Liam Carroll, one of the country's best-known developers before and during the Celtic Tiger property boom, has died.

Mr Carroll was responsible for building thousands of apartments in Dublin city centre and docklands, as well as commercial office, retail and hotel developments from the 1980s onwards.

He also got involved in growing stakes in a range of well know Irish companies including Greencore, Irish Continental Group and Aer Lingus.

However, his business empire came crashing down in 2009 as the financial crash took hold, leaving his firms with large debts which could not be paid.

Two attempts that year to have his Zoe Group of companies placed in examinership failed, leading to the appointment of receivers to the assets by a number of banks.

Over this career, the developer was responsible for the building of as many as 9,000 apartments.

But Mr Carroll drew much criticism because thousands of these were basic small units, earning him the nickname of the "shoebox king".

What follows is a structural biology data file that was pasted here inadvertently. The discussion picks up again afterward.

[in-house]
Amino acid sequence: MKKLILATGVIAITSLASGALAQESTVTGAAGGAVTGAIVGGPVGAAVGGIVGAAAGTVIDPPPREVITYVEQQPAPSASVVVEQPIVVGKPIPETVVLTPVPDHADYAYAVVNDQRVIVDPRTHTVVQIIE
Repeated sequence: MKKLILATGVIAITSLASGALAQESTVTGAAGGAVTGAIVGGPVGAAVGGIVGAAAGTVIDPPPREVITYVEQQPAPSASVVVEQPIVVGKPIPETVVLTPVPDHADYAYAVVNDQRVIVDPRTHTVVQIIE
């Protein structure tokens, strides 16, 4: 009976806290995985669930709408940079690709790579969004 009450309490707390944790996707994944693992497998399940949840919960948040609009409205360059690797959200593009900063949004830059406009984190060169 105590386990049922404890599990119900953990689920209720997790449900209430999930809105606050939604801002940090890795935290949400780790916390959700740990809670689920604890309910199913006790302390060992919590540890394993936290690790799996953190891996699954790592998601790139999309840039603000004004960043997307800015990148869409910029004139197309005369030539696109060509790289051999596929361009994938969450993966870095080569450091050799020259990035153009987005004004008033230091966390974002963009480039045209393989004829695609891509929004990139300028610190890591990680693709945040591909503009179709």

However, he was also involved in the construction of a number of more notable projects, such as the Gasworks in Dublin, which saw an old gasometer transformed into a block of high-end apartments.

Among the highest profile commercial developments he was involved in was what was supposed to become the new headquarters of Anglo Irish Bank on Dublin’s north quays.

But when the property crash hit and his businesses ran into financial difficulty, the building was left as a shell, before much later being completed and becoming the current home of the Central Bank of Ireland.

At the peak, Mr Carroll's businesses reportedly had assets of €5bn, with debts of €3bn owed to Irish and UK banks, some of which had to bailed out by the Irish taxpayer.

Many of his loans ended up with the National Asset Management Agency.

But despite his significant wealth prior to the property crash, Mr Carroll was a very private man.

He was reputed for living a modest lifestyle, setting him apart from many of the other Celtic Tiger property developers who were prominent at the time.

Mr Carroll was originally an engineer by profession.

His is survived by his wife Róisín and children Nuala, Bróna and Conor.